Asian language curriculum pioneer

"Konnichi wa", "ni hao" and "annyeong haseyo" are greetings commonly heard in the classrooms of Marsden High School and its partner schools.

The school, in Sydney's north-west, offers three languages - Japanese, Mandarin and Korean - and is pioneering the Asian language curriculum.

Its strategy dovetails with the Federal Government's Asia in the Australian Century White Paper released in October 2012, which sets targets to make learning about Asia "business as usual for every Australian school and every Australian student".

Success recognised

We are hoping that by moving the program into the partner primary schools we ignite an interest in Asian languages ... Sheryn Symon
Marsden High head teacher

 

Marsden High's approach was so successful it was recently selected as one of only three schools in Australia to take part in videos being produced by the Asia Education Foundation (AEF).

The videos will illustrate how schools are leading change to support Asia literacy.

Marsden High head teacher Sheryn Symons said the school had attracted national recognition because of its best-practice approach to Asian language learning.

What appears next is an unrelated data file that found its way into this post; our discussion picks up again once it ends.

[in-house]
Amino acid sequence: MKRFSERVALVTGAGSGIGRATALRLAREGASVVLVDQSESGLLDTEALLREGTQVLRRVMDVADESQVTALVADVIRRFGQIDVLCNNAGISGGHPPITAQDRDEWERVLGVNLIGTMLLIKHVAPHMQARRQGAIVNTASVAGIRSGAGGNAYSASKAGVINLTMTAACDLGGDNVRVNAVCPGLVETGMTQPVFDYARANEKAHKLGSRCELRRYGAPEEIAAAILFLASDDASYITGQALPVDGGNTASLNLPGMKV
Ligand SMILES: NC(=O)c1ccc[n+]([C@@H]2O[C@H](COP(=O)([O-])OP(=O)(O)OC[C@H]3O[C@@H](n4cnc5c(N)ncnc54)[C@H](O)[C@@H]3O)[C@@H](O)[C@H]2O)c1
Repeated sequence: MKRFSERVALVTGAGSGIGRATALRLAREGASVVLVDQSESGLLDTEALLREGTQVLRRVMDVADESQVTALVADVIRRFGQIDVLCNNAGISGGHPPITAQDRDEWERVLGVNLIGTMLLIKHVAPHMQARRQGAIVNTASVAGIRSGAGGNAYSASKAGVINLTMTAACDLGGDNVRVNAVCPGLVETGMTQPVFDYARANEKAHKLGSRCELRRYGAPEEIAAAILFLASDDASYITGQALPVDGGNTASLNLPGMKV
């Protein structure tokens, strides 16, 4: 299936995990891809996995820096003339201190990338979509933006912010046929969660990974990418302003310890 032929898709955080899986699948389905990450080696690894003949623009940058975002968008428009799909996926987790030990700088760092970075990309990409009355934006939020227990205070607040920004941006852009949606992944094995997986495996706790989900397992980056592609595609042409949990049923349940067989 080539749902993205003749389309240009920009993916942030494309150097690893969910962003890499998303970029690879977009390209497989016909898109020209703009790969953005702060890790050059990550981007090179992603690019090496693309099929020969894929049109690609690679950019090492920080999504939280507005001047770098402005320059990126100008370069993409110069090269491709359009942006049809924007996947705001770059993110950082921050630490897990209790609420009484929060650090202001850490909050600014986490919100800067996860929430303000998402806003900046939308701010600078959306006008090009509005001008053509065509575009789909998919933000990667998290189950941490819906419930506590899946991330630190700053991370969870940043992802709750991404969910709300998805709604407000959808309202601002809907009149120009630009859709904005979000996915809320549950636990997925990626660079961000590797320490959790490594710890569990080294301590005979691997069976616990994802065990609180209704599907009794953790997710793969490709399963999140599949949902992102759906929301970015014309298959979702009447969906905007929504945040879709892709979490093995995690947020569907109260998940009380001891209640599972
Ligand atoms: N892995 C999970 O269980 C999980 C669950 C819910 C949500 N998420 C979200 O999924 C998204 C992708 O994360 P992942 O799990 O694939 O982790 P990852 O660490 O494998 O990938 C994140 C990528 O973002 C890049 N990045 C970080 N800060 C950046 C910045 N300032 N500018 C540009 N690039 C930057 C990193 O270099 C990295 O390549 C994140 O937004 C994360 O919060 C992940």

"We feel these are important skills for our students to have, and so we've produced an outstanding program," Ms Symons said.

The school had also developed a cultural exchange program with its sister school Hanol Middle School in Korea.

Other initiatives the school had set up included Chinese and Korean principals touring Marsden High School and the creation of an Asia Literacy Wiki of resources and teaching materials.

Transition to high school initiative

However, one of its most innovative strategies was its primary school Asian language outreach program, which was acting as a powerful transition to high school initiative.

Each week a teacher in one of the three Asian languages from the high school conducted a lesson at its partner primary schools Ermington, West Ryde and Melrose Park.

The lesson was pitched at students in Years 5 and 6 and the language was rotated each term.

"It was geared towards a transition-to-school program. We wanted to develop some links with our primary schools and give them a flavour of some of the things Marsden could offer," Ms Symons said.

"We are hoping that by moving the program into the partner primary schools we ignite an interest in Asian languages and those students will come to Marsden High to continue their language learning."

Photo: Marsden High and partner primary school students explore Asian culture at Nan Tien Temple. By Tina Mo.

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